A front yard in Tawa, flooded after heavy rain
Wellington Mayor Celia Wade-Brown says, if the proposal is finalised in June as expected, a total of $18 million will be available for spending over the next three years on up to five flooding “hot spots” around the city.
The areas – all of which suffered flooding in the past month – include the Kilbirnie Crescent area, the Basin Reserve area, the bottom of Aro Street, Lyall Bay Parade and parts of Tawa – parts of the Main Road commercial area in particular.
Mayor Wade-Brown says engineers have completed preliminary reports on the rainstorms and the resultant flooding. “The task now is to work with people in these areas on the solutions.
She says while all three rainstorms were particularly heavy, it is the City Council’s responsibility to prevent flooding as much as practicable. “While the city has generally coped well with the last three storms, there is more work to do. We will be looking at both short-term ‘quick fixes’ and also longer-term responses that will take into account modelling on climate change and projected sea-level rises.”
Councillor Iona Pannett, Chair of the Council’s Environment Committee, says she has been working with the Council’s infrastructure staff and management from Wellington Water on possible responses to the flooding events.
She says a combination of initiatives may be considered – everything from expanded drainage mains and new pump stations, to the possibility that the Council may pay for some houses in particularly low-lying areas to be raised on their foundations or for waterproof doors to be installed on some flood-prone commercial properties.
“It is the Council’s intention to implement some of the easier fixes over the next few months and year. Other changes will take more time. We need to pick the right solutions to get the best value for ratepayers. The next three years should see significant progress on some of the large infrastructure projects needed to deal with stormwater in the future.”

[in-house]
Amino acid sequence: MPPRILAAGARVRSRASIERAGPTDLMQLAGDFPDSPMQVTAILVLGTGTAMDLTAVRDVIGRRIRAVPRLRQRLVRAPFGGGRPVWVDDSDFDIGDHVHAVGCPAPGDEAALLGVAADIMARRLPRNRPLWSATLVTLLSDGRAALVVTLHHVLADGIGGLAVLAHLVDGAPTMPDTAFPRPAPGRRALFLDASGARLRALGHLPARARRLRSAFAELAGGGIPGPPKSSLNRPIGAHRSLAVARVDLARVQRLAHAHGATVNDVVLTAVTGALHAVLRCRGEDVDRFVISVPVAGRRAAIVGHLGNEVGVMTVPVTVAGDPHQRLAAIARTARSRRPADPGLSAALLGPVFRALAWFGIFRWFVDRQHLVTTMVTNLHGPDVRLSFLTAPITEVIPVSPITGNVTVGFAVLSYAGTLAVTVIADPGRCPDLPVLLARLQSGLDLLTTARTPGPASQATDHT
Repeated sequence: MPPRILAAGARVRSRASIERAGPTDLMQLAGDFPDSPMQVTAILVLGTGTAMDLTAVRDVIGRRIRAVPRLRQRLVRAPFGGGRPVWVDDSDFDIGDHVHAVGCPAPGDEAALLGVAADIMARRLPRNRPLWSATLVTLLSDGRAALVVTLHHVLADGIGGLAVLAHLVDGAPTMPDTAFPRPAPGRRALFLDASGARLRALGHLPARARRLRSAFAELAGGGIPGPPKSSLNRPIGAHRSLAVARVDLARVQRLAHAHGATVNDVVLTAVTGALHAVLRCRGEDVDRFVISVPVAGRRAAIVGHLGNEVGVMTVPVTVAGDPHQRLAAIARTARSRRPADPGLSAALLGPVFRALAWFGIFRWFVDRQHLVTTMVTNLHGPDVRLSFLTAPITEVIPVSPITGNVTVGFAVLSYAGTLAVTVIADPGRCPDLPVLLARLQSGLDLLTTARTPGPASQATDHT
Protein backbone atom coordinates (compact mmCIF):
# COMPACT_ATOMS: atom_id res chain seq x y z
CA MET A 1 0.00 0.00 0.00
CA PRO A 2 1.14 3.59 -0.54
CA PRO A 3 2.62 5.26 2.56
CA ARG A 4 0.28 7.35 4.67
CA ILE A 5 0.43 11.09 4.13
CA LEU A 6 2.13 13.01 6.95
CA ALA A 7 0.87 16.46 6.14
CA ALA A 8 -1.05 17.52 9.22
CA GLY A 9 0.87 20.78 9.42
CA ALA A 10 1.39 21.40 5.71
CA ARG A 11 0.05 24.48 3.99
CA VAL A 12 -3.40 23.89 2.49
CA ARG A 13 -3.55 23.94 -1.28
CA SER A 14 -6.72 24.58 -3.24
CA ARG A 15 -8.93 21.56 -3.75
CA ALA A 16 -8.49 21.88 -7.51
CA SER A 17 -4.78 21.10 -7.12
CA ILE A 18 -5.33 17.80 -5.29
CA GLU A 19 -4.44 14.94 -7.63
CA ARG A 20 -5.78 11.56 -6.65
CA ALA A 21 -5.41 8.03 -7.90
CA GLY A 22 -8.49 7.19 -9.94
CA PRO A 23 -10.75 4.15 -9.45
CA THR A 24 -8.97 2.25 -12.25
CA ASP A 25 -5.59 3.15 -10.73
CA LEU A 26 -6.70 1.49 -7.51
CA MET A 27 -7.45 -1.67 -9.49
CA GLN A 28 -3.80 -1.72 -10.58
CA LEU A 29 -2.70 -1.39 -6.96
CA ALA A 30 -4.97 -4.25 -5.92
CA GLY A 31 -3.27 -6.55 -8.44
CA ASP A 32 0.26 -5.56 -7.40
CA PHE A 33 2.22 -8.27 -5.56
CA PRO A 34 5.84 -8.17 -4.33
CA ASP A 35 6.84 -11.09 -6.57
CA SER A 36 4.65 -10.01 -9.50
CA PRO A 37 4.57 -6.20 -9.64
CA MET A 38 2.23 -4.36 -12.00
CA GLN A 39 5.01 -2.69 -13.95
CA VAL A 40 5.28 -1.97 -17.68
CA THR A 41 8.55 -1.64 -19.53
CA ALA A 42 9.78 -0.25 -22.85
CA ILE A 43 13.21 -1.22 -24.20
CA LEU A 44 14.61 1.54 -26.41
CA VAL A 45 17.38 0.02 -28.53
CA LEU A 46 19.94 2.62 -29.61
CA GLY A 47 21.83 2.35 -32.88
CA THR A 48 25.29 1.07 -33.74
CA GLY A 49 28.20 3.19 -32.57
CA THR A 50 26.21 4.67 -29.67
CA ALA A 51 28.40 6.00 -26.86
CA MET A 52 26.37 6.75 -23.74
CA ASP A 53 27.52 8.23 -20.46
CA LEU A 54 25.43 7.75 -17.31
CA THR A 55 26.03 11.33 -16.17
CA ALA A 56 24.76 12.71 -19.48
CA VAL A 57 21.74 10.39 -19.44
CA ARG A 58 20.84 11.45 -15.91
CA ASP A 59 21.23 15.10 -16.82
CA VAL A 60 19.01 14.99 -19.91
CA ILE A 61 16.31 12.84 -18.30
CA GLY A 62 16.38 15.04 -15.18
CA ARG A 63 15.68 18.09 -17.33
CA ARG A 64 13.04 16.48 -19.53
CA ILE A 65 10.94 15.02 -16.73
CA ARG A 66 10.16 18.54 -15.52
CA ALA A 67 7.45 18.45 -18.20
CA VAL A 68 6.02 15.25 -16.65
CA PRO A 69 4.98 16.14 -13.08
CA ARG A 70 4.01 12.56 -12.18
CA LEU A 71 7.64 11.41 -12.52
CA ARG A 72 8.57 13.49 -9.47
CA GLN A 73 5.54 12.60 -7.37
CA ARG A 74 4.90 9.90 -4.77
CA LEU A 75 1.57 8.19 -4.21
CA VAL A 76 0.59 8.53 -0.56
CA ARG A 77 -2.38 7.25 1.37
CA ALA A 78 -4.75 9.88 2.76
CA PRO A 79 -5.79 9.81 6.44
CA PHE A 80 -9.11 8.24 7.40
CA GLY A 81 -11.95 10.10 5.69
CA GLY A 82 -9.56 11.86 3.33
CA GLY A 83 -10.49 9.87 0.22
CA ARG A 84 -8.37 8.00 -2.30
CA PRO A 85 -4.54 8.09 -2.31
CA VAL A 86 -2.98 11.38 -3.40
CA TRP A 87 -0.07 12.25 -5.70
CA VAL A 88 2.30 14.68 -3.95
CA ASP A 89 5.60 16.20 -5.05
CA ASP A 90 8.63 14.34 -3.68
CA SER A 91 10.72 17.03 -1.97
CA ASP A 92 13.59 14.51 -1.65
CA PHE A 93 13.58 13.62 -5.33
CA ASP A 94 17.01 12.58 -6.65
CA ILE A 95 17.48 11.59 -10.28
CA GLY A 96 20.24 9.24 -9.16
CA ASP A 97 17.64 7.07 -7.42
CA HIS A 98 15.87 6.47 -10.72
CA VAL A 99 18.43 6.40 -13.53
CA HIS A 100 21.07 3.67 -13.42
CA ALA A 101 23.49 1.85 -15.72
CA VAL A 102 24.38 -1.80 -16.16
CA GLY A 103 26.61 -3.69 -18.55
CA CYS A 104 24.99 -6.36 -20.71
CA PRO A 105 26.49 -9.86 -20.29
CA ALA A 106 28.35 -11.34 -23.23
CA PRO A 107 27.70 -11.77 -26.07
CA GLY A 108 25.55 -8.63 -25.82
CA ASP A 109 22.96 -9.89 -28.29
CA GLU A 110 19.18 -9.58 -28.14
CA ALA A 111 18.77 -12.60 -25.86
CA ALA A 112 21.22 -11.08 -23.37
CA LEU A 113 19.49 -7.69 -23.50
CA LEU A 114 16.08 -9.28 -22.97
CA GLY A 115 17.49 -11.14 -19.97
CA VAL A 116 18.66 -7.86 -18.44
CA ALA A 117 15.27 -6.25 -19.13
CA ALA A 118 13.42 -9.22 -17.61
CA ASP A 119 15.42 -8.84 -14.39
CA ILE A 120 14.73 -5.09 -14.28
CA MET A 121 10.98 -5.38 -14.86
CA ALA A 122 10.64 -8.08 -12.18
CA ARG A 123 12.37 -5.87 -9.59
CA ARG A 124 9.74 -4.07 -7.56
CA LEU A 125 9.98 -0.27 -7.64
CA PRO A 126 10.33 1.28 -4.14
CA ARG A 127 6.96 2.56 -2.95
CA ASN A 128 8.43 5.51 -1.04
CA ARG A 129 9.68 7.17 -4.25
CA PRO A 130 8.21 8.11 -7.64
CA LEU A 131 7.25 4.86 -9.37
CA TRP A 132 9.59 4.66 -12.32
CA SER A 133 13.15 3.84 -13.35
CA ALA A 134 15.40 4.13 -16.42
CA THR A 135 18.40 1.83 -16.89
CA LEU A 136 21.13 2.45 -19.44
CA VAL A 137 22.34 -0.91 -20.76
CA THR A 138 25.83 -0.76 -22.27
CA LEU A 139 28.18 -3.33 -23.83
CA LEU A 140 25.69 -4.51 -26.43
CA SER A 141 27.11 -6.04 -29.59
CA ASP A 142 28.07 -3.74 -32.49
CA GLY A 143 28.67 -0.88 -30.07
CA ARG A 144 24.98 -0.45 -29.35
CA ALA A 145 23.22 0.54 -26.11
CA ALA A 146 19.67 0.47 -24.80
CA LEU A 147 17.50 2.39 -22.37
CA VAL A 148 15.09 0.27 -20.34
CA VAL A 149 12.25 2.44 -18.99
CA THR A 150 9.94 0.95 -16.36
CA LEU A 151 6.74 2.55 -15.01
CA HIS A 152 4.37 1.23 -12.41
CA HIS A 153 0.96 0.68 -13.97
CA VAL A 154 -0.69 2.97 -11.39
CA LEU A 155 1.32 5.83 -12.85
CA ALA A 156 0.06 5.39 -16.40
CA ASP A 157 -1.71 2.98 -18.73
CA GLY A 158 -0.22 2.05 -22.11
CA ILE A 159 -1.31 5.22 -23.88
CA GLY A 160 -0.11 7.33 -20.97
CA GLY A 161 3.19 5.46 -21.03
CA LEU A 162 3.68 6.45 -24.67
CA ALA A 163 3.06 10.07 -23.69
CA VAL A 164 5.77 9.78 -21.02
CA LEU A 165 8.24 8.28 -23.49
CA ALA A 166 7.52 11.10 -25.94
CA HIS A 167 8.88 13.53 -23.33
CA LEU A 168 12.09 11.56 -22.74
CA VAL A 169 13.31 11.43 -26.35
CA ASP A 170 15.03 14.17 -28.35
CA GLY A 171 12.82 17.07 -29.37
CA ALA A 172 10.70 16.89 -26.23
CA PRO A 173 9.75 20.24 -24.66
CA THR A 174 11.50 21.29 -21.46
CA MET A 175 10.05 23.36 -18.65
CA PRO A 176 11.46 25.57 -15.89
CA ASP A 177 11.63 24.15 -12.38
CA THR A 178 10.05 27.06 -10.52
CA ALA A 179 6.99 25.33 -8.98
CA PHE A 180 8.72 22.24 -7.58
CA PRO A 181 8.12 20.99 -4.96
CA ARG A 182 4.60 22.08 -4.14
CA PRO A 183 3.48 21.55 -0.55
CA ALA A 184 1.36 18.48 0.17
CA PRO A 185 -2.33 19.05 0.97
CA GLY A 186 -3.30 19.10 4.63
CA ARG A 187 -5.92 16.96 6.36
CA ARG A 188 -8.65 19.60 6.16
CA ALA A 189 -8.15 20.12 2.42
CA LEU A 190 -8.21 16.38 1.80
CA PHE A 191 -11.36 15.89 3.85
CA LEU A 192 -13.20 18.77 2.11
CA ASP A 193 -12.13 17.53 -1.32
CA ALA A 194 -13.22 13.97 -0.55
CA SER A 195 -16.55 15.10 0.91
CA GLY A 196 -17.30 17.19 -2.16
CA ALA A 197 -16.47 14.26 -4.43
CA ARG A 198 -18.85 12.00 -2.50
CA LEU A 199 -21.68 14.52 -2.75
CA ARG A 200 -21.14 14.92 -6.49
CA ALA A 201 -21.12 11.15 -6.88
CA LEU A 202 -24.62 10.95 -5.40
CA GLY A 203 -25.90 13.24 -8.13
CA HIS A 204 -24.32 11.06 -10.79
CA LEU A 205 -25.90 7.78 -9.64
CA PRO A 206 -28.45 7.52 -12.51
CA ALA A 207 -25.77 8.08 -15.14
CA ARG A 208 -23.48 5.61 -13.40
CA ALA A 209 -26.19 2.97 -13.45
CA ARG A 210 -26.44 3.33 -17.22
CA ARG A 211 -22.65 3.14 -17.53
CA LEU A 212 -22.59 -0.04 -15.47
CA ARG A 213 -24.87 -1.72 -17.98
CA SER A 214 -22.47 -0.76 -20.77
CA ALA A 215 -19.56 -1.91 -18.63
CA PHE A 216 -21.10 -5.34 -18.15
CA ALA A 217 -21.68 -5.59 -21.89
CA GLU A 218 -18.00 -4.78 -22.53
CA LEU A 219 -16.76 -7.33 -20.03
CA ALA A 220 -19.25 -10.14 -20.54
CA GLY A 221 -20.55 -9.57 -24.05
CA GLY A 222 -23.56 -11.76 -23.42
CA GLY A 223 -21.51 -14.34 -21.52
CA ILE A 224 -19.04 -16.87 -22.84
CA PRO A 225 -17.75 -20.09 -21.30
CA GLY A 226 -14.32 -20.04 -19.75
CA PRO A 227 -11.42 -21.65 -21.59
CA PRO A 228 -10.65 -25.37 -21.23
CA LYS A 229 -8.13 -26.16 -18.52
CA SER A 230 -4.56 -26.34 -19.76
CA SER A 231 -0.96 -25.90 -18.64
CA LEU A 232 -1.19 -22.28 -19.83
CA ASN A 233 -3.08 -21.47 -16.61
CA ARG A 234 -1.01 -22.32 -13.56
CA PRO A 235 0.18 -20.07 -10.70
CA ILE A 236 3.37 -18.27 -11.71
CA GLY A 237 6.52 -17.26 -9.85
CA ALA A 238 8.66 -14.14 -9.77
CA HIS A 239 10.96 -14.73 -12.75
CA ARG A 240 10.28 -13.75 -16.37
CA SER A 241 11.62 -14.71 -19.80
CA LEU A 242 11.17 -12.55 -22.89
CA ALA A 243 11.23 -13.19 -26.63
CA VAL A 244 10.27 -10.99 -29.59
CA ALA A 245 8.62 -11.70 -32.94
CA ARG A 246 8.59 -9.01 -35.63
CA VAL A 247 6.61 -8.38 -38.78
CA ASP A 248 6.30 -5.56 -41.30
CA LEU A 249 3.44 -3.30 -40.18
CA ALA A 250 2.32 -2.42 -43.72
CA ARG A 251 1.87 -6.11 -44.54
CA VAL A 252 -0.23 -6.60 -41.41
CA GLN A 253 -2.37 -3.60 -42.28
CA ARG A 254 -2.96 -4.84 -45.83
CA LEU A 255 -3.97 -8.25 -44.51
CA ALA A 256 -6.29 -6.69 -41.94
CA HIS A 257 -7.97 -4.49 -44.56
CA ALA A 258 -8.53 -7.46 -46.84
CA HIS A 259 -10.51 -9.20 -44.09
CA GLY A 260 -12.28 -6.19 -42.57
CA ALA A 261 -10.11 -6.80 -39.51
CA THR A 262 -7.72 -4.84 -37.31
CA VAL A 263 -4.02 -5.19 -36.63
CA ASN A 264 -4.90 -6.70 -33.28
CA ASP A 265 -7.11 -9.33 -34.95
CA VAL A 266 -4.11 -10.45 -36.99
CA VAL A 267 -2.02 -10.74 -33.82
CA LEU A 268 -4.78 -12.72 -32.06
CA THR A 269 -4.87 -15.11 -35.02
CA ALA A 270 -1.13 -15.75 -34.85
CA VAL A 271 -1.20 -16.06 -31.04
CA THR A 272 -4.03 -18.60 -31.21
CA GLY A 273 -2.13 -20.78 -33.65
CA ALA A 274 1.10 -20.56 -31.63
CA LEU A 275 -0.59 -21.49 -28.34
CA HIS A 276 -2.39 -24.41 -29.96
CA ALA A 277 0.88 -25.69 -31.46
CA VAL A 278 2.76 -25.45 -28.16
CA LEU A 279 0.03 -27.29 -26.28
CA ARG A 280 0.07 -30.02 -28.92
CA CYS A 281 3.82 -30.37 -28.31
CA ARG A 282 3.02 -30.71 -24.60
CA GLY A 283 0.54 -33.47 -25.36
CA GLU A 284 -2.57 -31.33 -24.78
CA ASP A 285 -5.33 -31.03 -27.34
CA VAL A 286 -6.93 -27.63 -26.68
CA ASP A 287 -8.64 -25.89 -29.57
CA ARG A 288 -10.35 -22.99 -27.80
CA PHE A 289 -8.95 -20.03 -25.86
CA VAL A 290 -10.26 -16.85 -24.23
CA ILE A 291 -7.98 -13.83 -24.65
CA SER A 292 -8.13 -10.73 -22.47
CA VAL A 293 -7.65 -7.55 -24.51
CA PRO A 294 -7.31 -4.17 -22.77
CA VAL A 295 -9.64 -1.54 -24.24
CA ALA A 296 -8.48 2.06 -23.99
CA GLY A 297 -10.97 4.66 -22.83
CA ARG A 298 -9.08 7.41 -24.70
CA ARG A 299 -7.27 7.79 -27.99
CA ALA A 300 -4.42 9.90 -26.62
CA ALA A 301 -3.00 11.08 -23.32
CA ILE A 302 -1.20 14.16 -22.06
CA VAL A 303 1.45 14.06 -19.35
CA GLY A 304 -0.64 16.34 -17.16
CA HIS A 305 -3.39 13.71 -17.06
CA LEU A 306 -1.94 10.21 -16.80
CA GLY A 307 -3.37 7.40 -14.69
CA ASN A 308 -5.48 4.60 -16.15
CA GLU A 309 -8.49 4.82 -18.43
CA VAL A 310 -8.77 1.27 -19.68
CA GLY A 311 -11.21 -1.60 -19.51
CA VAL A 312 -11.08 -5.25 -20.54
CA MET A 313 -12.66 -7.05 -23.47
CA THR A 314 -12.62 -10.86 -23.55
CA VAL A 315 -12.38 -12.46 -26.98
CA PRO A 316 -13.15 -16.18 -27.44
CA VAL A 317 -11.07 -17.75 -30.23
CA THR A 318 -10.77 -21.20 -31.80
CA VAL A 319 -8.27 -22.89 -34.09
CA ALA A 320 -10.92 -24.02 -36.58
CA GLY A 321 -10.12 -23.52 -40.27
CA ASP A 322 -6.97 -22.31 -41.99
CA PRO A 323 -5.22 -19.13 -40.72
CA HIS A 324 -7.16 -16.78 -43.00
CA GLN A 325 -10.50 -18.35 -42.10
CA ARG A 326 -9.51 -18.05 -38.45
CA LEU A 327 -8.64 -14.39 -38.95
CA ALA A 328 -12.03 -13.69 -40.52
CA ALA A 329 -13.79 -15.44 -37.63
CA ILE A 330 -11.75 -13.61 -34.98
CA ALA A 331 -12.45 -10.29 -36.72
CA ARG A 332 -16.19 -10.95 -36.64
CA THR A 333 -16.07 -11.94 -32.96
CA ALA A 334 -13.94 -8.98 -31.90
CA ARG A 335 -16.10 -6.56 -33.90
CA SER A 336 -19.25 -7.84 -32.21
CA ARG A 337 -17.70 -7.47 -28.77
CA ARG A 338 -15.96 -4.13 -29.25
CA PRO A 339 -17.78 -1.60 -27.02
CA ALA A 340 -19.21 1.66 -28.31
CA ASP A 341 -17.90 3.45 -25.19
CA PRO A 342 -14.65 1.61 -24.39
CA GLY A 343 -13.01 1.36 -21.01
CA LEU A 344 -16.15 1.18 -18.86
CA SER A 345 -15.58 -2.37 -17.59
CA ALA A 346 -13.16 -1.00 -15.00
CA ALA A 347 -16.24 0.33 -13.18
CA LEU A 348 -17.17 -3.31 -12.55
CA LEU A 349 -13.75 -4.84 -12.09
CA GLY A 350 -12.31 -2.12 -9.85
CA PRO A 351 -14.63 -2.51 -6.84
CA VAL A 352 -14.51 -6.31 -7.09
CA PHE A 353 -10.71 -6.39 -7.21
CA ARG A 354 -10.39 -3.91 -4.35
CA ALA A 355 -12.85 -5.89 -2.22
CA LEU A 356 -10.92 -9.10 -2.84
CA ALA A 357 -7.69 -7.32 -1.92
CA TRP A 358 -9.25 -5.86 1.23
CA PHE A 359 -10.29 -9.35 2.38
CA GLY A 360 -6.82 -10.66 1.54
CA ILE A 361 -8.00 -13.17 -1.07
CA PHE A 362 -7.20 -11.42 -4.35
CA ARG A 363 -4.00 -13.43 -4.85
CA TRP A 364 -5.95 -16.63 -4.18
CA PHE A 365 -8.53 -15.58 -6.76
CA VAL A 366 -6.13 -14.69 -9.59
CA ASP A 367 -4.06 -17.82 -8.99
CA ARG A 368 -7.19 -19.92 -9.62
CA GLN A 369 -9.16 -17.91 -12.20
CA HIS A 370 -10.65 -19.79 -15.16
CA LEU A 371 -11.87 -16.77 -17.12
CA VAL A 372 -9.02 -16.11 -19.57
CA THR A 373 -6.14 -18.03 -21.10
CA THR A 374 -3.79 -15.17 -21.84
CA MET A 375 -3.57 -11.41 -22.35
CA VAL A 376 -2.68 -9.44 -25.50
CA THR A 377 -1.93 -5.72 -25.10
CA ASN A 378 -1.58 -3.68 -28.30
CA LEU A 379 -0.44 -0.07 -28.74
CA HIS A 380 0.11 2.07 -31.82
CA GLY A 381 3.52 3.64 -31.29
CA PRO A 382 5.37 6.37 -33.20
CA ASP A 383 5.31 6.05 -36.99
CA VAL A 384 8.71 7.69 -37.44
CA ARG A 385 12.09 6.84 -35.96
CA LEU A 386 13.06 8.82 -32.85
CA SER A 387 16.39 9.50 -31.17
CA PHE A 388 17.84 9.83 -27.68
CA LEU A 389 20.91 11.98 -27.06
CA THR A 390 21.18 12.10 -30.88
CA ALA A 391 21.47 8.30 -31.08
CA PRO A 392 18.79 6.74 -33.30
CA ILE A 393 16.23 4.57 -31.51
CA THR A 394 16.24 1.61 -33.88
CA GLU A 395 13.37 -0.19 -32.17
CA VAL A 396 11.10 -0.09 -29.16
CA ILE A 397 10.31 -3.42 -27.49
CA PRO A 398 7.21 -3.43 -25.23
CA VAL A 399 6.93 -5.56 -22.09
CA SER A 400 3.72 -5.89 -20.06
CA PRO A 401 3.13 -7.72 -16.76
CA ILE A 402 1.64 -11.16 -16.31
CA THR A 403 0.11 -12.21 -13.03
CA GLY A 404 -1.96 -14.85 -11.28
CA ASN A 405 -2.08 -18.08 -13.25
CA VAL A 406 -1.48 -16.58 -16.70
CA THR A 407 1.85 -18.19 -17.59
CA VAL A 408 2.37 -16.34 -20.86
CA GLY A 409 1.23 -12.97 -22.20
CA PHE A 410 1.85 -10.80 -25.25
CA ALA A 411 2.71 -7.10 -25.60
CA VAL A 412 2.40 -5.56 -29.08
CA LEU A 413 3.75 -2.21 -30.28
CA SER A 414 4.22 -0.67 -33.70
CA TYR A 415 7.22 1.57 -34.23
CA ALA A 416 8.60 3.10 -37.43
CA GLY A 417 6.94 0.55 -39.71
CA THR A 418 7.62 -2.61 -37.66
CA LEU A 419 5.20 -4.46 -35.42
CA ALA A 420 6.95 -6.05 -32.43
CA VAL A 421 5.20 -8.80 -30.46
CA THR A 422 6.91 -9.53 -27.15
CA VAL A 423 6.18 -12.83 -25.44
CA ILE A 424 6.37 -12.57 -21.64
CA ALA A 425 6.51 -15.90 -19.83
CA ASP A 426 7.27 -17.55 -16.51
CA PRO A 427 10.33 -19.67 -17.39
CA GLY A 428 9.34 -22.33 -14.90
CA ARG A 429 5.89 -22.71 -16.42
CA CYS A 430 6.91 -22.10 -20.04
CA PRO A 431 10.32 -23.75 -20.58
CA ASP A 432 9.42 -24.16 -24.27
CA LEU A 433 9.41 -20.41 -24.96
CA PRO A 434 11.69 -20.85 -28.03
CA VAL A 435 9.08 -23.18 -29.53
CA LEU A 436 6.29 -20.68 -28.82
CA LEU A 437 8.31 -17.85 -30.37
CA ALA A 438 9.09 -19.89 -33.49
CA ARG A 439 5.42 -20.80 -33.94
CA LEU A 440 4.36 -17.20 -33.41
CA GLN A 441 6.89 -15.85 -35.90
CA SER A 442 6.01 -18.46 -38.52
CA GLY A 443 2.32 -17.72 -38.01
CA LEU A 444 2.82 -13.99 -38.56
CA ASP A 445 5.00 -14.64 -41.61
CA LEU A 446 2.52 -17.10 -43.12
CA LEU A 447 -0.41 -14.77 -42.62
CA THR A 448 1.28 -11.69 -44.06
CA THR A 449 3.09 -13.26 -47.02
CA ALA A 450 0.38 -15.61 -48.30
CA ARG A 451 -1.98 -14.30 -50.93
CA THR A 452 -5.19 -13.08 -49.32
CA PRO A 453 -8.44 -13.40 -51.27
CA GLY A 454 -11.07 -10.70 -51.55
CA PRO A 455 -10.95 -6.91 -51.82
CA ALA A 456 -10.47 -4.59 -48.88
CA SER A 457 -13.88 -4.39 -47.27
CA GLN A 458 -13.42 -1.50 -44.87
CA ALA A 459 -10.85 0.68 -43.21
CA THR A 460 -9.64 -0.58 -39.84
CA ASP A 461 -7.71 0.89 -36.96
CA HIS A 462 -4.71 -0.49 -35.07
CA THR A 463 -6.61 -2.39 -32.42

The Council may also have to consider possible property purchases and also District Plan changes that could guide the construction of new buildings and facilities in flood-prone areas.
Cr Pannett says while many millions of dollars have been spent on flood mitigation work in parts of the CBD, Island Bay, Miramar and Tawa over the past two decades, “it is clear we have new challenges. We are taking this issue very seriously – and I am impressed that our engineers have worked long hours in the past couple of weeks to not only deal with the floods themselves but also produce comprehensive reports and recommendations on spending priorities.”
She says Wellington Water is also starting a major rainfall and drainage modelling project that will help councils across the region plan properly for flood-mitigation investment over the coming decades. “As we saw last Thursday, this is a regional issue – so we want to be sharing this information for the benefit of the whole region.”
Mayor Wade-Brown says the flooding in the past month has provided a salutary reminder to Wellingtonians that the region faces a range of natural hazards – including severe rainfall events. “It’s a good opportunity to also remind people that they should have emergency packs at home and at work, and they should have emergency plans.”